East African Sleeping Sickness

These blood and tissue protozoa cause human sleeping sickness in Africa (Trypanosoma brucei brucei; Trypanosoma brucei gambiense) and veterinary diseases in most domesticated animals (T. b. brucei and related species). These species inhabit 10 million square kilometers of sub-saharan Africa and cause significant human hardship and economic loss. As a result of local civil strife and deplorable health care conditions in Africa both the human and veterinary diseases are spreading. Drug development, with one important exception, has remained at the same level for the past half century. Despite efforts of the World Health Organization and philanthropic organizations, African trypanosomiasis remains an orphan disease for which few drug leads and limited drug development funding exists. Our laboratory developed the one new drug effective against human sleeping sickness, DFMO or eflornithine. Used clinically for >25 years, DFMO has saved thousands of lives, but is considered expensive at $500 per patient and difficult to administer. Research with sleeping sickness focused on the metabolism of polyamines, low molecular weight compounds needed by cells for growth and division. DFMO blocks ornithine decarboxylase, the initial enzyme of polyamine synthesis. In collaboration with DNDi, Scynexis and Anacor we have identified a series of oxoborols that are effective in curing trypanosome model infections. These compounds will enter phase I clinical trials in early 2010.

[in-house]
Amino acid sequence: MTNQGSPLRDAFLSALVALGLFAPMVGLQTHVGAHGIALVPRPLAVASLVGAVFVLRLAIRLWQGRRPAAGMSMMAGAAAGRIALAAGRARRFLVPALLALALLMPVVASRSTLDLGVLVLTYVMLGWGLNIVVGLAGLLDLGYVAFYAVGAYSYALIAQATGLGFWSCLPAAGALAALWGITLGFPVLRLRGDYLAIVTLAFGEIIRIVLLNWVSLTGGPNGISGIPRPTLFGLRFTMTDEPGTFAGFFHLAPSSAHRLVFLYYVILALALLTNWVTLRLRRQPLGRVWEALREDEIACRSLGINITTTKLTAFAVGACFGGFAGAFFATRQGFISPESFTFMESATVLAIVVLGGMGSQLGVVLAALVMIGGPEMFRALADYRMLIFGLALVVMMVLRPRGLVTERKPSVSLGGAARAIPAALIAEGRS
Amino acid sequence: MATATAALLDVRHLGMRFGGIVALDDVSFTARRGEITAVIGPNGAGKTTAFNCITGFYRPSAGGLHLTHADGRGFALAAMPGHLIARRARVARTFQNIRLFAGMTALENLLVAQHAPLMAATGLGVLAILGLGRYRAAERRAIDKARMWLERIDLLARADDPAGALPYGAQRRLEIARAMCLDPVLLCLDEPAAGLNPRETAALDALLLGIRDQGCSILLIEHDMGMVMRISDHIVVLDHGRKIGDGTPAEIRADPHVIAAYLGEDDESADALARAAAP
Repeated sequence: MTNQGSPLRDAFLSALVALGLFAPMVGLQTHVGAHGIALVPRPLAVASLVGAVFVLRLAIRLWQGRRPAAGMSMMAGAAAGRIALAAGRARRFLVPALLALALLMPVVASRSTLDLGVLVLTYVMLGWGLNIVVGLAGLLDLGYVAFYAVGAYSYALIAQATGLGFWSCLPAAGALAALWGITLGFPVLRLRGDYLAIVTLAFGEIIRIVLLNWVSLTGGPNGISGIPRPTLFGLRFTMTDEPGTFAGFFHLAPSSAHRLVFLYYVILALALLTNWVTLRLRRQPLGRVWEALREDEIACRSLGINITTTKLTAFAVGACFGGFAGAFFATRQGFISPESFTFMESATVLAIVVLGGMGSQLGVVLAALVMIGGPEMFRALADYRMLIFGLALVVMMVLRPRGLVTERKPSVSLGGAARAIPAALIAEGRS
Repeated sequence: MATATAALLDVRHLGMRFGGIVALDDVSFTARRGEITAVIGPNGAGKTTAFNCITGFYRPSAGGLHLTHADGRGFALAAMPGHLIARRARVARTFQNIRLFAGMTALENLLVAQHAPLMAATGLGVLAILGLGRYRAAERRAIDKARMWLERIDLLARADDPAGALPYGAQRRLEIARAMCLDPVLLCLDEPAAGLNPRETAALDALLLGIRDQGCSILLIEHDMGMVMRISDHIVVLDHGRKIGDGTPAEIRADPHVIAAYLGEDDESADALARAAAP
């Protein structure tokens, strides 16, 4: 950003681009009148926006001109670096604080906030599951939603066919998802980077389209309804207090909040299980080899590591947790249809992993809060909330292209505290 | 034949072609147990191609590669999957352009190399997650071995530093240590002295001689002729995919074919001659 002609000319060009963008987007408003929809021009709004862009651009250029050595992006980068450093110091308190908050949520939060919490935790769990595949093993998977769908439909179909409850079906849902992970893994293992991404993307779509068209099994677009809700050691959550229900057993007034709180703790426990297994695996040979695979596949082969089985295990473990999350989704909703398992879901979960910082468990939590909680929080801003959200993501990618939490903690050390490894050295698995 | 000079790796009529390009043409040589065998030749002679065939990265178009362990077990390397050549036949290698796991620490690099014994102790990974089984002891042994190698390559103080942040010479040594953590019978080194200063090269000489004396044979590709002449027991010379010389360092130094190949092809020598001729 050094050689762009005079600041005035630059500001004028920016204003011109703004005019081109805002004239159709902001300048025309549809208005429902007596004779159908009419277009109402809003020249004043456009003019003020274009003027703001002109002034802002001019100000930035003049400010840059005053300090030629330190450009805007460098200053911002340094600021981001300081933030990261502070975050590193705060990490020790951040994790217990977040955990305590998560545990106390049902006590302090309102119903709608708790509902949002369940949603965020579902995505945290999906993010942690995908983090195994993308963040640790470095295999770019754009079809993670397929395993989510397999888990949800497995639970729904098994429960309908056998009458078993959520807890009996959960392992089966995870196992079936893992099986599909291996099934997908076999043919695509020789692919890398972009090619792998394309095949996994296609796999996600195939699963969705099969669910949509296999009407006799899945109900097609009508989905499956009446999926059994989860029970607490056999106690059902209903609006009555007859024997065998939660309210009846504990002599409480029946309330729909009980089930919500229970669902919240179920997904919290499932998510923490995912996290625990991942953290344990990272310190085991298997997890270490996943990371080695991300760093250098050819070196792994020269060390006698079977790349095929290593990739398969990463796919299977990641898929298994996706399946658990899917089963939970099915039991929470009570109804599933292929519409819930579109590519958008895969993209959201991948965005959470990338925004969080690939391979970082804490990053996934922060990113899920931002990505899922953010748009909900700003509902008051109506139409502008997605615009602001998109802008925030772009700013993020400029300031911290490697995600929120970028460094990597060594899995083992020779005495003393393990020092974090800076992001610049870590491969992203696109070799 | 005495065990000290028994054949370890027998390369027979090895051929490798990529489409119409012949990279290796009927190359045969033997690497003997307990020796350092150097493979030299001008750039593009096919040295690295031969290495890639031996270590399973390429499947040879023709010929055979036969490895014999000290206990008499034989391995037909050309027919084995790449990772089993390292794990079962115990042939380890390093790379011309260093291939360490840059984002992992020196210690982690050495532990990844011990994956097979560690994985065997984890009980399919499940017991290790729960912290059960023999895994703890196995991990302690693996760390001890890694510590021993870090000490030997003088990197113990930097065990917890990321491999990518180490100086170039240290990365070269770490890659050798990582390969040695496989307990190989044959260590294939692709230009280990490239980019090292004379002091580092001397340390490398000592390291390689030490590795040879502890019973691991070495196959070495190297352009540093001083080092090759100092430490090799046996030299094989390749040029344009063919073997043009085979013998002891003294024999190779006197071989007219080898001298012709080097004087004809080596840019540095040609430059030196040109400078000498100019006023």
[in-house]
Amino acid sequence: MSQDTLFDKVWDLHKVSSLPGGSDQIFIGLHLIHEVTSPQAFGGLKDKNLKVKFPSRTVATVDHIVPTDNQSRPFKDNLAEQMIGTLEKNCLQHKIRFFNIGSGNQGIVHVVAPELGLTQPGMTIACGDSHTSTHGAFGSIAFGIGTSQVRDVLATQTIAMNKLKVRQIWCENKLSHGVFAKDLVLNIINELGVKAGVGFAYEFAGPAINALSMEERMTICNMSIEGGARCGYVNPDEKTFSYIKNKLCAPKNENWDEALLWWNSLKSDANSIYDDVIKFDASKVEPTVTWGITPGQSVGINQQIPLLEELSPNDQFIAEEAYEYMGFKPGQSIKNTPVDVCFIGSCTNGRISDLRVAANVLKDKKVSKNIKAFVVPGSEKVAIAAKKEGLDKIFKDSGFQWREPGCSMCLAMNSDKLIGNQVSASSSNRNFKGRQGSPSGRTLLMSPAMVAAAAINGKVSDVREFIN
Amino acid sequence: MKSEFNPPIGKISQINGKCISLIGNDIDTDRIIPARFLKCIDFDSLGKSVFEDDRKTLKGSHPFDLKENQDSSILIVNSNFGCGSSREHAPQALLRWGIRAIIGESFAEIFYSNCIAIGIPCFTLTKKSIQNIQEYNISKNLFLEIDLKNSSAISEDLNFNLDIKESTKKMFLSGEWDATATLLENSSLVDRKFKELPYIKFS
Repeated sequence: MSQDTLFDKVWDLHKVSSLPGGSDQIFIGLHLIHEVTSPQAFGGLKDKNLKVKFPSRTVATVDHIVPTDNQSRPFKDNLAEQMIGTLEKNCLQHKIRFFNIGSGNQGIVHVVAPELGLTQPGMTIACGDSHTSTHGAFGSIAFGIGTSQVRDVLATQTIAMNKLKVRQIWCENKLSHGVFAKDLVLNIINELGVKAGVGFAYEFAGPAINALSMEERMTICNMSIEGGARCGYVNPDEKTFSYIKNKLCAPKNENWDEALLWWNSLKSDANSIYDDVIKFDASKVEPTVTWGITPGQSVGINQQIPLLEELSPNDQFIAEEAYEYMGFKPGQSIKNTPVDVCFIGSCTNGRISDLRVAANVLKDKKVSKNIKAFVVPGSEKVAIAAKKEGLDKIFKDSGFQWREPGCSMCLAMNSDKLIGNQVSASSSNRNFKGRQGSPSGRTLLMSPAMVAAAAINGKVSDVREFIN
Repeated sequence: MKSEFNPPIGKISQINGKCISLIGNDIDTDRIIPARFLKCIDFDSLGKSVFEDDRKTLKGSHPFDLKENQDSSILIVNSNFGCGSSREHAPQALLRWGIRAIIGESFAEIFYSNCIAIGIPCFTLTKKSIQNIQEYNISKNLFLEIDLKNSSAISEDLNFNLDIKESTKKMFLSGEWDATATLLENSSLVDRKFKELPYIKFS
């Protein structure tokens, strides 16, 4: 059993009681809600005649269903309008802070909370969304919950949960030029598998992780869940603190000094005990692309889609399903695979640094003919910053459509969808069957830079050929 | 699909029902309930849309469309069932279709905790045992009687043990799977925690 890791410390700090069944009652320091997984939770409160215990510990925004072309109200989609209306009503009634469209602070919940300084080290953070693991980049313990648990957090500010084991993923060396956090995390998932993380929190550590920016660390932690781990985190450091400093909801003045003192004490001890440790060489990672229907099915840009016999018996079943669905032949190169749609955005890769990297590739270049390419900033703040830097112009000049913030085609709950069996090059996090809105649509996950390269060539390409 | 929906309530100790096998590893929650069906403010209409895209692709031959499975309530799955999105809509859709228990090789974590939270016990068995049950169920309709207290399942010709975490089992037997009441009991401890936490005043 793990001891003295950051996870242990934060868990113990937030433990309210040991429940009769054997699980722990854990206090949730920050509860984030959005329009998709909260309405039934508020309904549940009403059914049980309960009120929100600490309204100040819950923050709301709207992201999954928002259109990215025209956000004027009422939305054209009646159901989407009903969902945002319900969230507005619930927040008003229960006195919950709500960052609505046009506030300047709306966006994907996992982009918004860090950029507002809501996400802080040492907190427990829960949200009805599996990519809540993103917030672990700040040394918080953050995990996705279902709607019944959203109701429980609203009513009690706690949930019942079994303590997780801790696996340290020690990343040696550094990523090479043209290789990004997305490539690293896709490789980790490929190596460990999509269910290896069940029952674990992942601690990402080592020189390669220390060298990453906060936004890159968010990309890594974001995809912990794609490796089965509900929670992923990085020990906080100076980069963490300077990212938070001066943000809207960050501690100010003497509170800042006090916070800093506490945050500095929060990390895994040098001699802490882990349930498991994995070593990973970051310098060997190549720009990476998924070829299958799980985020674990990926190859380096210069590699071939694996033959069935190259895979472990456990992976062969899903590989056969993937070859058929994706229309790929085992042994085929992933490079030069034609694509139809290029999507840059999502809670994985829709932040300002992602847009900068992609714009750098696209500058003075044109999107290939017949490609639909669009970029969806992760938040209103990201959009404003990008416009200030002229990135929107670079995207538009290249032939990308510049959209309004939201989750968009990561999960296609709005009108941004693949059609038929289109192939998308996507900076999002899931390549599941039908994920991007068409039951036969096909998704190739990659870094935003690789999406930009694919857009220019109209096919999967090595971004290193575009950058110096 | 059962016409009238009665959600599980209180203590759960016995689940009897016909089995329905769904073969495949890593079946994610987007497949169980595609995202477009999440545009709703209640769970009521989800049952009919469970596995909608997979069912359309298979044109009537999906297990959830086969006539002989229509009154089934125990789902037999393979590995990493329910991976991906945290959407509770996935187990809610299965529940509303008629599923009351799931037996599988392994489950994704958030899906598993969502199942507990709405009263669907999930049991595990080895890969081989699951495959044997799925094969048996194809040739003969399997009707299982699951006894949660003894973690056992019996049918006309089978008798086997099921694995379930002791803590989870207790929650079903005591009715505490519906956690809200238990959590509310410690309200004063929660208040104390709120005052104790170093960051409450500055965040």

Student projects include: in vitro testing of new compounds for antitrypanosomal in 24 well plates; study of highly active compounds in an in vivo mouse model assay; and the examination of the possible mechanism(s) of action of active compounds within polyamine metabolism in trypanosomes.